Occultation data suggests New Horizons' next target could be a binary

Shape of distant KBO surprises scientists.
By Laurel Kornfeld | Aug 06, 2017
Observations of New Horizons' second target, Kuiper Belt Object (KBO) 2014 MU69 conducted when it passed in front of a star on July 17 suggest it could be a binary system of two objects that orbit very close together.

Five out of 24 ground-based observing teams in remote parts of Argentina saw the background star disappear for three seconds as MU69 passed in front of it.

This was the third time the KBO occulted or passed in front of a background star since early June. Mission scientists also observed the previous two events, the first with a similar network of ground-based telescopes in Argentina and South Africa, and the second using NASA's airborne Strategic Observatory for Infrared Astronomy (SOFIA) over the Pacific Ocean.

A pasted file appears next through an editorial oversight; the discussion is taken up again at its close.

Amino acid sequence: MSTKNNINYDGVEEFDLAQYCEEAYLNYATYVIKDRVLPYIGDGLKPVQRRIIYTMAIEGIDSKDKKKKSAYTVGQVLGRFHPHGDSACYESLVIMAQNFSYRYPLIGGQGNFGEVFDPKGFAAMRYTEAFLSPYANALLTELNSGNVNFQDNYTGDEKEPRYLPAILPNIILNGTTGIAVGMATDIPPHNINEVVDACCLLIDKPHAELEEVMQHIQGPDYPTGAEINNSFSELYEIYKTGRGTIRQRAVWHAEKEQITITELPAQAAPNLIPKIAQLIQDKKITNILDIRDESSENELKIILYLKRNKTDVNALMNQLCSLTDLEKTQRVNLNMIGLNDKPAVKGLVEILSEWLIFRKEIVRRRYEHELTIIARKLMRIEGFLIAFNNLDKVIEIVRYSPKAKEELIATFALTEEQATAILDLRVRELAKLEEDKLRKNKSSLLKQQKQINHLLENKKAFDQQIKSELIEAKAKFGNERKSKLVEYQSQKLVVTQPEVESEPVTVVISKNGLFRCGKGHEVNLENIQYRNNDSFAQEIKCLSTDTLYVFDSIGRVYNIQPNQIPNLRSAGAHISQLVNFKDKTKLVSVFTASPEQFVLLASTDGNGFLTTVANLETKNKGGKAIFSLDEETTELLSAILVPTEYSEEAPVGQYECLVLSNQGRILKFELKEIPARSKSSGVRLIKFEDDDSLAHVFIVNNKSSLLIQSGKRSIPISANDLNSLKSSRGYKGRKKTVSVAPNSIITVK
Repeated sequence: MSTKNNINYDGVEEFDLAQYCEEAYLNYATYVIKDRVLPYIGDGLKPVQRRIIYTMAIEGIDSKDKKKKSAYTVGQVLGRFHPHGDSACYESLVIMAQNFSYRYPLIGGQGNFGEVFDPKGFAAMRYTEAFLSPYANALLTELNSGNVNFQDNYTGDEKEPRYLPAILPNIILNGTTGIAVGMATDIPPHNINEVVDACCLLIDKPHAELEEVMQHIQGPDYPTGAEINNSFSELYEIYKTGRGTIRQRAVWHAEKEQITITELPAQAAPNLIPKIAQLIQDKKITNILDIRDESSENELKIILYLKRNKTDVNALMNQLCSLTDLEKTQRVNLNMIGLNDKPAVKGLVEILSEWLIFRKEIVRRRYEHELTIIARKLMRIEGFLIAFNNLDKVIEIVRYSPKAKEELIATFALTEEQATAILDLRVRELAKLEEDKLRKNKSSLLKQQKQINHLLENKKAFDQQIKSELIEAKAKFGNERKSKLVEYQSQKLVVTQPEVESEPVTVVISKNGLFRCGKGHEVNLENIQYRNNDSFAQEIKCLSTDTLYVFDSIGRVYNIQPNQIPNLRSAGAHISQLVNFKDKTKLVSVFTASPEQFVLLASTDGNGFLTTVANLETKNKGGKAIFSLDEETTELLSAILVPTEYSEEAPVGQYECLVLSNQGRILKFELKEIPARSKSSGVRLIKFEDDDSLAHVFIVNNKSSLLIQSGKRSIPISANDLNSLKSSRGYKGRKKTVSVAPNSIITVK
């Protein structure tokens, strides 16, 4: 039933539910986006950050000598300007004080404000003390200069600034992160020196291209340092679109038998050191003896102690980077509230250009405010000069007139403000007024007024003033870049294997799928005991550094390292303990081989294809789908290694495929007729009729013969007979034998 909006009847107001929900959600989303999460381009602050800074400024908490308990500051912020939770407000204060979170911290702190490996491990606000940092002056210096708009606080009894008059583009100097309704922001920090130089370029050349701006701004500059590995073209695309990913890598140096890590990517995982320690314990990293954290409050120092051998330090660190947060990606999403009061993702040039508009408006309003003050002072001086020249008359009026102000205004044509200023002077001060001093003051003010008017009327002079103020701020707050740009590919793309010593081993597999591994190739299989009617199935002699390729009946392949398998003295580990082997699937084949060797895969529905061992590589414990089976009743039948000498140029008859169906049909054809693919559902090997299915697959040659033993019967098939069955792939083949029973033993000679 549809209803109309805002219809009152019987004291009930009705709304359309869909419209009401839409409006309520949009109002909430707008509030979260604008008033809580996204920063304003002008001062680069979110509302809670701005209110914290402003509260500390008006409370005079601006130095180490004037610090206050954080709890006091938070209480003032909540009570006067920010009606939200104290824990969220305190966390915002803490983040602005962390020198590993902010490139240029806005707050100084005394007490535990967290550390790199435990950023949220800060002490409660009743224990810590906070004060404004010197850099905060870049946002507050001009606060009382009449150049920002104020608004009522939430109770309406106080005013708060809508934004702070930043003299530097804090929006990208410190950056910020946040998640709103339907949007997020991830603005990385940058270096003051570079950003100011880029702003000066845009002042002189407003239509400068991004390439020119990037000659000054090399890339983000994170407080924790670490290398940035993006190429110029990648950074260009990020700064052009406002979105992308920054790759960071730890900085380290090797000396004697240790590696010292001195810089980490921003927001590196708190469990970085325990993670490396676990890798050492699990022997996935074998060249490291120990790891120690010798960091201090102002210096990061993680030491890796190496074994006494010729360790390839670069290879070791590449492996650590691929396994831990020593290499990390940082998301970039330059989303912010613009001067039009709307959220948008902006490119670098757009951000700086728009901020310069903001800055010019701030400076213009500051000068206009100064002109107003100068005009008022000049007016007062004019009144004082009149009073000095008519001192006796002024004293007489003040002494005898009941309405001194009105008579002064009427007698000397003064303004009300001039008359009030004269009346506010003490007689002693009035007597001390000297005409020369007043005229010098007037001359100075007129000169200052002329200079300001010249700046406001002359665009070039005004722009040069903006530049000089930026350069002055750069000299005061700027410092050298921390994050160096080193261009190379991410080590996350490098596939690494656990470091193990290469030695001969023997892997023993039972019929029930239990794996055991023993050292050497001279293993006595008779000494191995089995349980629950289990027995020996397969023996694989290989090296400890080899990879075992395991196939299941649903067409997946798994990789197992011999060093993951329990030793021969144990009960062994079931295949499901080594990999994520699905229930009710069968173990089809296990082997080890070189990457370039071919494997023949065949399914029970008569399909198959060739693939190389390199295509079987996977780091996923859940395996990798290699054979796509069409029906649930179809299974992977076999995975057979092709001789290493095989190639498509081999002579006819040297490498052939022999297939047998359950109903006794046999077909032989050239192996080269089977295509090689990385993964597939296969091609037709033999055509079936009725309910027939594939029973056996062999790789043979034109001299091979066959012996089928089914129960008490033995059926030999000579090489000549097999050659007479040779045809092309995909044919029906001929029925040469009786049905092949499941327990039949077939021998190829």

The third effort was the most successful, with teams spaced three miles (4.5 km) apart perpendicular to the expected occultation path, using cameras that recorded five frames per second.

Based on the occultation timings, mission scientists estimate MU69 is either an elongated object, a roundish object with a large chunk missing, an object with two lobes, or two separate objects that either touch each other or orbit very close to one another.

If it is a single object, MU69 is at most 20 miles (30 km) long. If it is two separate objects, each one has a diameter ranging between nine and 12 miles (15 and 20 km).

"This new finding is simply spectacular. The shape of MU69 is truly provocative, and could mean another first for New Horizons going to a binary object in the Kuiper Belt," said mission principal investigator Alan Stern of the Southwest Research Institute (SwRI) in Boulder, Colorado.

"I could not be happier with the occultation results, which promise a scientific bonanza for the flyby."

Scientists used the Hubble Space Telescope and the European Space Agency's (ESA) Gaia satellite to identify the exact path of MU69's shadow for all three occultations.

Data from the occultations will help the mission team refine the spacecraft's trajectory for January 1, 2019, flyby as well as more accurately pin down MU69's orbit.


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